The Boys and Girls Club in the Kayton/Frazier Homes Public Housing has been an uplifting force in the community for many years.
Now, it's abruptly shutting down.
People in the neighborhood call it the gym, and it's stood in the community for 20 years.
The building is owned by Savannah's Housing Authority, and the Boys and Girls Club moved in seven years ago, and no one wants to see them go.
"Without this here, we wouldn't know what to do with our children," said Bernice Judson.
In two days, the club will close its doors indefinitely. Hot meals from Second Harvest will stop, and so will SCAD's art classes, Armstrong's cheerleading classes and Sankofa Youth's basketball league.
"It's really going to be devastating," said Clinton Taylor of Sankofa Youth Organization.
"They depend on that gym, for years," said parent Peter Judson. "I'm a resident out here for 15 years, and I know that gym is very important to the children."
The problem? A leaky roof.
Neither the Housing Authority nor the Boys and Girls Club knew how bad it was until heavy rains two weeks ago flooded the gym.
"It's the rainy season," said Boys and Girls Club Executive Director Vincent Delmonte. "You know, that's when you find out these things. I mean, the winter could've taken its toll on it, mother nature and time."
The wet floor is a liability. With one week's notice, the gym had to close, right before schools are set to let out for the summer.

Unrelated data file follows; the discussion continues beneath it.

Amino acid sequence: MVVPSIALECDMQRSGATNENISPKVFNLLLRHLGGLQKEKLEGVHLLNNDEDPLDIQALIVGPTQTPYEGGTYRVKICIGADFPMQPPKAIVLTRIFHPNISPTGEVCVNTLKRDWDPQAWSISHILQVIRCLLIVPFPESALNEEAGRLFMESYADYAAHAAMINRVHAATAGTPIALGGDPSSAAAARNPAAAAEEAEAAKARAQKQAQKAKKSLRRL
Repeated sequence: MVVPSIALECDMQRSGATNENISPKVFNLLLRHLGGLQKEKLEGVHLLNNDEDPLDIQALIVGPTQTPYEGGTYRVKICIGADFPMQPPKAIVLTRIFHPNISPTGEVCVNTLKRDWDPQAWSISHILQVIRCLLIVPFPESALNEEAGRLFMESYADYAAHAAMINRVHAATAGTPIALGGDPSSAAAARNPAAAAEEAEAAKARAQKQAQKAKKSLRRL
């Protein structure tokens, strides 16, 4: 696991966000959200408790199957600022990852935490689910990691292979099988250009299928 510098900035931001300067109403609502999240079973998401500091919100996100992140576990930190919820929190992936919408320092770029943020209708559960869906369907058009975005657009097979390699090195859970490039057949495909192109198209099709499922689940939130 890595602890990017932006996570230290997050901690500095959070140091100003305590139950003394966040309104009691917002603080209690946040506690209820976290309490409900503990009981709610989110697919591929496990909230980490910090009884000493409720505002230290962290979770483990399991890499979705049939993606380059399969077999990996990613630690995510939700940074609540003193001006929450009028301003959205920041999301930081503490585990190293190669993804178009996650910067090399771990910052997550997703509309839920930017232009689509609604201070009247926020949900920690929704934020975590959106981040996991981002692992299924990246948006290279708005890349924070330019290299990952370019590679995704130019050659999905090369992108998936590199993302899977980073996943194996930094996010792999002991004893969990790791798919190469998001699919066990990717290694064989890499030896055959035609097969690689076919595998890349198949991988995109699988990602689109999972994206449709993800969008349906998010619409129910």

"They say an idle mind is the devil's playground, and the children do not need to be just out here wandering around," said Bernice Judson.
The club serves more than 50 children a day and dues are just $2 for the whole year.
"It's going to devastate my kids," said parent and volunteer Ralph Taylor.
"Parents rely on the Boys and Girls Club in this community," said Bernice Judson. "Some have to work."
Children will be able to attend a 10-week summer camp across town at the Boys and Girls Club on Charlton Street, but that camp costs $150, a price out of reach for many families in public housing.
"I'm really hoping that something is done," said Bernice Judson. "Look at these children. That's their place to go. That's their place to learn and have fun and interact with other kids their age."
Some of these residents are hoping local businesses will pitch in to fix the roof, but Delmonte doesn't know if his organization can take donations to renovate a building they don't own.
WTOC reached out to the Housing Authority for a comment, but it hasn't responded back yet.
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